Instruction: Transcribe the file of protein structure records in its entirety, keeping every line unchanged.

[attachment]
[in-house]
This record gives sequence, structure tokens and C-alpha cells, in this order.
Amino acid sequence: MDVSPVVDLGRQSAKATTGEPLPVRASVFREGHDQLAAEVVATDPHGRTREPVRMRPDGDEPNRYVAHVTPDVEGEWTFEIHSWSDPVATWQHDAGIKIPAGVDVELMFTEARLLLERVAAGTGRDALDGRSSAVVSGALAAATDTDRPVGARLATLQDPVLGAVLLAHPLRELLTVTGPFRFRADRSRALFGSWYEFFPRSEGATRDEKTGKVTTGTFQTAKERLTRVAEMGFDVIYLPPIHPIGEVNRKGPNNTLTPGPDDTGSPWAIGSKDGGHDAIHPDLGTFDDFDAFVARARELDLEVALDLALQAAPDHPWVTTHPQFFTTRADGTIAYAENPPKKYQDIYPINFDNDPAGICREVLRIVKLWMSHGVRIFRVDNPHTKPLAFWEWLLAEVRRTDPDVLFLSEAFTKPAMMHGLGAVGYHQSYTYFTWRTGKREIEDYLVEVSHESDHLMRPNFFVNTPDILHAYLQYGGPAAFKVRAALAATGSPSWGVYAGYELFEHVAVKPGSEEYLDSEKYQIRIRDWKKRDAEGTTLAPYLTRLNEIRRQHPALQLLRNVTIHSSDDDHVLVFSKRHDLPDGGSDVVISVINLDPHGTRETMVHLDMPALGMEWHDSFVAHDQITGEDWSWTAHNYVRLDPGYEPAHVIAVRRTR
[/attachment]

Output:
[in-house]
This record gives sequence, structure tokens and C-alpha cells, in this order.
Amino acid sequence: MDVSPVVDLGRQSAKATTGEPLPVRASVFREGHDQLAAEVVATDPHGRTREPVRMRPDGDEPNRYVAHVTPDVEGEWTFEIHSWSDPVATWQHDAGIKIPAGVDVELMFTEARLLLERVAAGTGRDALDGRSSAVVSGALAAATDTDRPVGARLATLQDPVLGAVLLAHPLRELLTVTGPFRFRADRSRALFGSWYEFFPRSEGATRDEKTGKVTTGTFQTAKERLTRVAEMGFDVIYLPPIHPIGEVNRKGPNNTLTPGPDDTGSPWAIGSKDGGHDAIHPDLGTFDDFDAFVARARELDLEVALDLALQAAPDHPWVTTHPQFFTTRADGTIAYAENPPKKYQDIYPINFDNDPAGICREVLRIVKLWMSHGVRIFRVDNPHTKPLAFWEWLLAEVRRTDPDVLFLSEAFTKPAMMHGLGAVGYHQSYTYFTWRTGKREIEDYLVEVSHESDHLMRPNFFVNTPDILHAYLQYGGPAAFKVRAALAATGSPSWGVYAGYELFEHVAVKPGSEEYLDSEKYQIRIRDWKKRDAEGTTLAPYLTRLNEIRRQHPALQLLRNVTIHSSDDDHVLVFSKRHDLPDGGSDVVISVINLDPHGTRETMVHLDMPALGMEWHDSFVAHDQITGEDWSWTAHNYVRLDPGYEPAHVIAVRRTR